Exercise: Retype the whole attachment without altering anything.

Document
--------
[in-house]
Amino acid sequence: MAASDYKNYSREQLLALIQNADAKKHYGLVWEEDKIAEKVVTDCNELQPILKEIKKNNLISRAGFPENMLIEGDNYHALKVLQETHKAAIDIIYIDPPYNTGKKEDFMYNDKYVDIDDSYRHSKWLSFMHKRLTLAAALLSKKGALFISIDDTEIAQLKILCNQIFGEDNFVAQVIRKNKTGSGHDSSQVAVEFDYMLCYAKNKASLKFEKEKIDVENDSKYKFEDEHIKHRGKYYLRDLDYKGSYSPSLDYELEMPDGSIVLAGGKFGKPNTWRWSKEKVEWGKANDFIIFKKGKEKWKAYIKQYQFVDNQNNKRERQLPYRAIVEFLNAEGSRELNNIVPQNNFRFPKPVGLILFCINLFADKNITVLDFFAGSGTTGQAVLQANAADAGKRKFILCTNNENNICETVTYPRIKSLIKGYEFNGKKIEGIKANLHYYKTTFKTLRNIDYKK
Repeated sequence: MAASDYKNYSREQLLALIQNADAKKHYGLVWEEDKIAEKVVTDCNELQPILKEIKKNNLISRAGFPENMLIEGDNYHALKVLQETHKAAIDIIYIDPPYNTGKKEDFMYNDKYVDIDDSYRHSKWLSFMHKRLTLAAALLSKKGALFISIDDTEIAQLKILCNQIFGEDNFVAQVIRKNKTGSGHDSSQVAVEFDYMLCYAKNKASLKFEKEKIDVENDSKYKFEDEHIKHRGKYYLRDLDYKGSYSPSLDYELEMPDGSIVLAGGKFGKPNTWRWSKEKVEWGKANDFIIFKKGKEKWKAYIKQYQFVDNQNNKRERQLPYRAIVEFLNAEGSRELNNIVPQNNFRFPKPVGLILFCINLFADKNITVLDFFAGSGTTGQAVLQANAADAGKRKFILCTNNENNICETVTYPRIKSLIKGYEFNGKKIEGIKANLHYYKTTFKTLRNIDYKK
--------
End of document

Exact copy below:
[in-house]
Amino acid sequence: MAASDYKNYSREQLLALIQNADAKKHYGLVWEEDKIAEKVVTDCNELQPILKEIKKNNLISRAGFPENMLIEGDNYHALKVLQETHKAAIDIIYIDPPYNTGKKEDFMYNDKYVDIDDSYRHSKWLSFMHKRLTLAAALLSKKGALFISIDDTEIAQLKILCNQIFGEDNFVAQVIRKNKTGSGHDSSQVAVEFDYMLCYAKNKASLKFEKEKIDVENDSKYKFEDEHIKHRGKYYLRDLDYKGSYSPSLDYELEMPDGSIVLAGGKFGKPNTWRWSKEKVEWGKANDFIIFKKGKEKWKAYIKQYQFVDNQNNKRERQLPYRAIVEFLNAEGSRELNNIVPQNNFRFPKPVGLILFCINLFADKNITVLDFFAGSGTTGQAVLQANAADAGKRKFILCTNNENNICETVTYPRIKSLIKGYEFNGKKIEGIKANLHYYKTTFKTLRNIDYKK
Repeated sequence: MAASDYKNYSREQLLALIQNADAKKHYGLVWEEDKIAEKVVTDCNELQPILKEIKKNNLISRAGFPENMLIEGDNYHALKVLQETHKAAIDIIYIDPPYNTGKKEDFMYNDKYVDIDDSYRHSKWLSFMHKRLTLAAALLSKKGALFISIDDTEIAQLKILCNQIFGEDNFVAQVIRKNKTGSGHDSSQVAVEFDYMLCYAKNKASLKFEKEKIDVENDSKYKFEDEHIKHRGKYYLRDLDYKGSYSPSLDYELEMPDGSIVLAGGKFGKPNTWRWSKEKVEWGKANDFIIFKKGKEKWKAYIKQYQFVDNQNNKRERQLPYRAIVEFLNAEGSRELNNIVPQNNFRFPKPVGLILFCINLFADKNITVLDFFAGSGTTGQAVLQANAADAGKRKFILCTNNENNICETVTYPRIKSLIKGYEFNGKKIEGIKANLHYYKTTFKTLRNIDYKK